In the early 1970s, we learned that Gödel had produced a proof of the existence of God after he showed it to Dana Scott, who discussed it in a seminar at Princeton. Notes began to circulate, and the first public analysis of the proof was performed by Sobel (1987). Only after Gödel's death, in the third volume of his collected works (Gödel, 1995), was the proof finally published. It is just one page, preceded by an extensive and very informative introduction by Adams (Gödel, 1995). The volume also contains notes from Gödel's Nachlass, dated 1940, containing his first drafts of the proof. Presently, there exist several papers on the topic, including two extremely interesting monographs (Sobel, 2004; Fitting, 2002). A very important variant of Gödel's system, resulting from the first criticisms made of it, was generated by Anderson (1990). Anderson's variant will play an important role in this chapter.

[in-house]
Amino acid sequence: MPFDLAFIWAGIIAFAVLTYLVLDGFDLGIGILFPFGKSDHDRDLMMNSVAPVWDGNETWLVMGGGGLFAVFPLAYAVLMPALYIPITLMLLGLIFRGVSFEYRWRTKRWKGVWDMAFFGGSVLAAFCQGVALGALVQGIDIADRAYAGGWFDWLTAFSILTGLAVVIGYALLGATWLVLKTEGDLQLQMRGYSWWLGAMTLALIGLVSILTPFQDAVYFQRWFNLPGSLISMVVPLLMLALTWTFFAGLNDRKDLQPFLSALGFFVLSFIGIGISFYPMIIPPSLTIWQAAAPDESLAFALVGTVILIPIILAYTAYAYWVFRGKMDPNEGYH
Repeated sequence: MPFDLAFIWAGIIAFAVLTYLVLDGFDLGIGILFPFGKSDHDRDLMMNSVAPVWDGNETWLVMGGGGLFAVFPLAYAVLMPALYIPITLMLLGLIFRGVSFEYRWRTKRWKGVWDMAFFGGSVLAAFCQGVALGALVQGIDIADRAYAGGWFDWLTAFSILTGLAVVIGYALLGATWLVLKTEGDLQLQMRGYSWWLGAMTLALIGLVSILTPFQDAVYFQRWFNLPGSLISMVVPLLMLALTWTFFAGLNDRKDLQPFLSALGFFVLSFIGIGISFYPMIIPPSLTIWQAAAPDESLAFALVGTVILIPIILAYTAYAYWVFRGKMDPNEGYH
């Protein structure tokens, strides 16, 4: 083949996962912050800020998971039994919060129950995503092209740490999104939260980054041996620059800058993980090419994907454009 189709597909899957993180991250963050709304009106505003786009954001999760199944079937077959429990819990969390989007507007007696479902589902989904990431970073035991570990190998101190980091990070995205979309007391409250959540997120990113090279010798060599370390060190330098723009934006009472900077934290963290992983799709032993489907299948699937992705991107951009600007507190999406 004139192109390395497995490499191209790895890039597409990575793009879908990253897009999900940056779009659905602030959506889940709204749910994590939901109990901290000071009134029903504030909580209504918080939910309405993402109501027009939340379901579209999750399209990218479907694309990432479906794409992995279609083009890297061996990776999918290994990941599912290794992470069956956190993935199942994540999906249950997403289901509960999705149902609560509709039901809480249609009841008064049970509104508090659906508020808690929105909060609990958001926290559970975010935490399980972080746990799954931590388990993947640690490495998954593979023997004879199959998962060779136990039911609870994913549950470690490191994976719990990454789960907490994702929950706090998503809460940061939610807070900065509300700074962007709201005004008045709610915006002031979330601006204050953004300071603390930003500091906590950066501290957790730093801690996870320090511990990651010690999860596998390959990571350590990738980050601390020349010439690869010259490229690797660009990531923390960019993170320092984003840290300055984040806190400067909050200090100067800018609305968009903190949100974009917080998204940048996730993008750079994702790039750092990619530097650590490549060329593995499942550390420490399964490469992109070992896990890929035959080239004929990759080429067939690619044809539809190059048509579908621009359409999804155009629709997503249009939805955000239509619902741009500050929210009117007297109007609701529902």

Gödel is famous for his completeness and incompleteness theorems as well as for his work with set theory, so his ontological proof has never received the same attention. The proof belongs to the family of ontological arguments, that is to say, arguments that try to establish the existence of God by relying only on pure logic. Such arguments were presented by Anselm (1033–1109), Descartes (1598–1650), Leibniz (1646–1716), and others, and Gödel is known to have studied particularly Leibniz's works (the two books mentioned earlier are recommended for information on the old ontological proofs and their relation to Gödel's proof).